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Oriental Drillers: A New Chinese Rig Makes a Splash in the Caspian Sea

This is an abridged version. The full text is avaiable to subscribers to The Russian Energy weekly.


In November, UAE-backed Dragon Oil is to receive a Chinese jack-up rig under a five-year lease contract to operate on the Cheleken block off Turkmenistan. The arrival of competitors will depress drilling fees in the area and make it harder for Russian suppliers of drilling hardware.


The Newcomer

The most popular drilling rig in the Caspian Sea is the Astra jack-up. Its owner is BKE-Shelf, a unit of Eurasia Drilling Company Ltd. (EDC), which controls about a quarter of Russia’s drilling market. RigZone reports that the rig has been contracted for a few years ahead.

EDC plans to expand operations in the Caspian area. It announced in January that negotiations were underway with Transocean to buy the 11-years-old Trident XX jack-up rig for $260 mln. It is a Keppel FELS CS Mod V cantilever jack-up capable of operating in water depths to 350 feet and drilling to 26,000 feet.

The expansion plan is somewhat marred by Dragon Oil, which is bringing in a rig from another supplier. ‘We have signed a contract for a new Super M2 jack-up rig, which will drill faster and deeper than the rigs we are using now,’ CEO of Dragon Oil Abdul Jaleel Al Khalifa says. ‘It will be delivered to Cheleken in the fourth quarter.’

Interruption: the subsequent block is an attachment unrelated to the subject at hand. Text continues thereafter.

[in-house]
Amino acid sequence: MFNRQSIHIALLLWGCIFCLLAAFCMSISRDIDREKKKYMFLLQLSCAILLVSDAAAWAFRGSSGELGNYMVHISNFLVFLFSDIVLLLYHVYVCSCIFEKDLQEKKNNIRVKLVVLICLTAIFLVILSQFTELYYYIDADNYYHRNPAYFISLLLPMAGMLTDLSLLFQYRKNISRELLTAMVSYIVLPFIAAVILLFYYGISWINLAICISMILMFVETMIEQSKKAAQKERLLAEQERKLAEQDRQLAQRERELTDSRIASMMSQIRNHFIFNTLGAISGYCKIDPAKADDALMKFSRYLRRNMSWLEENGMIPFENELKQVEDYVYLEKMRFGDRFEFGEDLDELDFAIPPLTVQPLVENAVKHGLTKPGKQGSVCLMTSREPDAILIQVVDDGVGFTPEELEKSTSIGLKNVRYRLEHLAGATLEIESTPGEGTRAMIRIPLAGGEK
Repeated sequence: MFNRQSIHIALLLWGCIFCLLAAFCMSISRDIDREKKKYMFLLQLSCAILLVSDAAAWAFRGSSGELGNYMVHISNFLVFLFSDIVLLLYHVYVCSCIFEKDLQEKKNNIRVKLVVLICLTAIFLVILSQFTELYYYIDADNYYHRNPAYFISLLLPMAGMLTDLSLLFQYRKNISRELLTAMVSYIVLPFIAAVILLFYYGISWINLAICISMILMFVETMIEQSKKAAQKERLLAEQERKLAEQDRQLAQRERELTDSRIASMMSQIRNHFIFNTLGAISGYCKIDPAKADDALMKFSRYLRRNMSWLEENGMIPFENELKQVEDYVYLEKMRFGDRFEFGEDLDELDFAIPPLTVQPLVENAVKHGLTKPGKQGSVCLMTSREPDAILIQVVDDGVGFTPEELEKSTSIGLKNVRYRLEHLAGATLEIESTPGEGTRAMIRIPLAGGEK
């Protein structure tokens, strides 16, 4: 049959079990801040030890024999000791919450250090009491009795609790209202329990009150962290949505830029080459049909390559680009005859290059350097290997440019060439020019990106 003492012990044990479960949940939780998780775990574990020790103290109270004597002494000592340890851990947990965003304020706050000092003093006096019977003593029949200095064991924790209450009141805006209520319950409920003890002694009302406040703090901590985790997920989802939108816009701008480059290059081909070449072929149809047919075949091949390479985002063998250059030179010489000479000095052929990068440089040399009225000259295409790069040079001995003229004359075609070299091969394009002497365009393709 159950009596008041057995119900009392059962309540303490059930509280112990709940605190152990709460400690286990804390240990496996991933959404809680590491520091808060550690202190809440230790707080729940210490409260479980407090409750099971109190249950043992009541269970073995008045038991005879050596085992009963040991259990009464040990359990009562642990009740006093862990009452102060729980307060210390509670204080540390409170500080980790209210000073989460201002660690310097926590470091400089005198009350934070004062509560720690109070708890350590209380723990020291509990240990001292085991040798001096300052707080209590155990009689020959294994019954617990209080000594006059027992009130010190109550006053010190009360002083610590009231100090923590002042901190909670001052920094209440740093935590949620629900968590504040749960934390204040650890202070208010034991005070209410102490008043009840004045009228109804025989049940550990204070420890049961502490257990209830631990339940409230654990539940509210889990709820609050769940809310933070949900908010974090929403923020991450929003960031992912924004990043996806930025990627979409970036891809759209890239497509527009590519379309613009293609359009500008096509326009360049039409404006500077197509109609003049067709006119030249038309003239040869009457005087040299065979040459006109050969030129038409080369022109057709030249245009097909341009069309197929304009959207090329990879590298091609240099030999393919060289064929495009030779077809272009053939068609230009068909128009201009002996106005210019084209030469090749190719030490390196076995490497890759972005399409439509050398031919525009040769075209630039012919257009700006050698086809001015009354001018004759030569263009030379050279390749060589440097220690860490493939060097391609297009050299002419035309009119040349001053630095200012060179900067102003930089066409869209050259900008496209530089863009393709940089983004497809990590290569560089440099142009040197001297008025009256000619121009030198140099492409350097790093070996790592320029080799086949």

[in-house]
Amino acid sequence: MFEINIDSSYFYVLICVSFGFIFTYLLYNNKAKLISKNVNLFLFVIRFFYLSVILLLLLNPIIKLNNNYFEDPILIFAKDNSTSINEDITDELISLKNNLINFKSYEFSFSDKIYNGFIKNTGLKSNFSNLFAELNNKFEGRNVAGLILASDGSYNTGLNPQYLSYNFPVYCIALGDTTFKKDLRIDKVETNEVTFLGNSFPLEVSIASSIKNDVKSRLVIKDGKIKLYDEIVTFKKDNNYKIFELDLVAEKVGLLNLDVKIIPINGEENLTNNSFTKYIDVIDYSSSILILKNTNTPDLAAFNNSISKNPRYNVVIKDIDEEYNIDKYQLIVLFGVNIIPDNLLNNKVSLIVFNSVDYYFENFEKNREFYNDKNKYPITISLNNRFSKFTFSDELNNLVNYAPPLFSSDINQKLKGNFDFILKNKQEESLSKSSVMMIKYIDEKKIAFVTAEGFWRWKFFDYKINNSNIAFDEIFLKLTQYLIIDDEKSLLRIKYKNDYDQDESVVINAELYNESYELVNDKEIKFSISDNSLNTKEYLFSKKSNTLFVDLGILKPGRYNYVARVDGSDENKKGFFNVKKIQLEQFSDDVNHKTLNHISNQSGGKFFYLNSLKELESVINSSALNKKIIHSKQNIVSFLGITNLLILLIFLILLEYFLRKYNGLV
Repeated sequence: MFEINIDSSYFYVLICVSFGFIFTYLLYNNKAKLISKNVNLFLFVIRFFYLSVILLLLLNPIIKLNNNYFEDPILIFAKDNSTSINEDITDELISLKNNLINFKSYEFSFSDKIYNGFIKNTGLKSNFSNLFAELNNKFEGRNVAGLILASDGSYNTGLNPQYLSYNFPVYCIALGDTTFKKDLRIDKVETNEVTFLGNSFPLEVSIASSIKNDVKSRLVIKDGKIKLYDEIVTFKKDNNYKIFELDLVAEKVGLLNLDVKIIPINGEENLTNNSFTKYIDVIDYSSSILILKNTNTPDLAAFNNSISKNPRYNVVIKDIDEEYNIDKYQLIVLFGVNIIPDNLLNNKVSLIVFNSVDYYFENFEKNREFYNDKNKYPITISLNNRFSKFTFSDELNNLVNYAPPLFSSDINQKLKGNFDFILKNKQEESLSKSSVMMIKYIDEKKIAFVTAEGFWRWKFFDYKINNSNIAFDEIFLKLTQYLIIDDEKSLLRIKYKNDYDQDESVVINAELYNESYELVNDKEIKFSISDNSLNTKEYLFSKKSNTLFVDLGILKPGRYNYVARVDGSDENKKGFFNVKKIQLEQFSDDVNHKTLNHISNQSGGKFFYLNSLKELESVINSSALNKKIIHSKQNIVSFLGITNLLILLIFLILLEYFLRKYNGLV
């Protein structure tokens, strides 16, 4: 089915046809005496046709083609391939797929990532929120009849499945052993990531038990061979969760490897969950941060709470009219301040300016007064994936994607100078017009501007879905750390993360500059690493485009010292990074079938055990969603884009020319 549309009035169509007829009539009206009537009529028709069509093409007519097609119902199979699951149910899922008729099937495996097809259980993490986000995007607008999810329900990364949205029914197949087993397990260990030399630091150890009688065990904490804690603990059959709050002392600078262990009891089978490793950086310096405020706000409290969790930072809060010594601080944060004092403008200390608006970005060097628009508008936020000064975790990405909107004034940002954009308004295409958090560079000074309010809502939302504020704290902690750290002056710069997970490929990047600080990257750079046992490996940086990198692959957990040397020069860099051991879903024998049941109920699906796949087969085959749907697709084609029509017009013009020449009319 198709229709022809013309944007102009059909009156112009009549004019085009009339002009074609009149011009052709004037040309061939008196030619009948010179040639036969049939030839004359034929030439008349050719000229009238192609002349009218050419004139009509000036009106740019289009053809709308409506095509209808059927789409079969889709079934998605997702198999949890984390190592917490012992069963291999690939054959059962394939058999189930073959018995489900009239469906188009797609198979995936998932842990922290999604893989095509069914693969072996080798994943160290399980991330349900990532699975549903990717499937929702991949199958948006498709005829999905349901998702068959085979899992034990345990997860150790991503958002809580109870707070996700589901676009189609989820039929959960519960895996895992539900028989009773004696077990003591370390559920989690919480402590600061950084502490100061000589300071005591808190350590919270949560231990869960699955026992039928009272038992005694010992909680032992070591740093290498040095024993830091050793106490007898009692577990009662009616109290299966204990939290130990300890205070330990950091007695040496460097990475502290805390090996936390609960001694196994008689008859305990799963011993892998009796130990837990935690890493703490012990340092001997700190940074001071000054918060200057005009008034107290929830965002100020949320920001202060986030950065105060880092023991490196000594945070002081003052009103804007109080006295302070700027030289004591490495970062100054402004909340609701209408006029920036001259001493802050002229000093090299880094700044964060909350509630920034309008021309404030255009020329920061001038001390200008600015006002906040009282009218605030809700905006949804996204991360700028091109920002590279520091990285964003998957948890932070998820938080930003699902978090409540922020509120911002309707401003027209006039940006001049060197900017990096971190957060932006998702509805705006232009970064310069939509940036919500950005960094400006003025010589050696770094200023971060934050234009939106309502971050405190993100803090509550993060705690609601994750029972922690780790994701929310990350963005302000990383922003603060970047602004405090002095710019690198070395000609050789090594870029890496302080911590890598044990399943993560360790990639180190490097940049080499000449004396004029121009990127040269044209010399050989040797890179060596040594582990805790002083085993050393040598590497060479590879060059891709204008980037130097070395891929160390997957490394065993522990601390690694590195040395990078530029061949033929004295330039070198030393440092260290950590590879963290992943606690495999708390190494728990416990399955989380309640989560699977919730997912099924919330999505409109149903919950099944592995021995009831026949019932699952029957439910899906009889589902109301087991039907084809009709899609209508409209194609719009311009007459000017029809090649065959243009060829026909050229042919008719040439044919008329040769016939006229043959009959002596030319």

The rig, designed by Friede & Goldman, is being built at the Yantai Raffles wharves in China. The price of $270 mln includes a five-year lease contract with a two-year extension option, plus the costs of delivering it to the Caspian Sea. It is a good bargain. The operator will pay $147,000 per day, which is comparable with the rates of other rigs in the area, but the technical characteristics of the new rig are much better.

Initially, the rig will work for Dragon Oil, drilling at the average rate of 70 days per well. The company intends to drill 11 to 12 wells a year, and it is going to need more rigs. It has signed a two-year contract for the Iran Khazar jack-up and is already employing a rig borrowed from Serbia’s NIS, which operates from a stationary platform.

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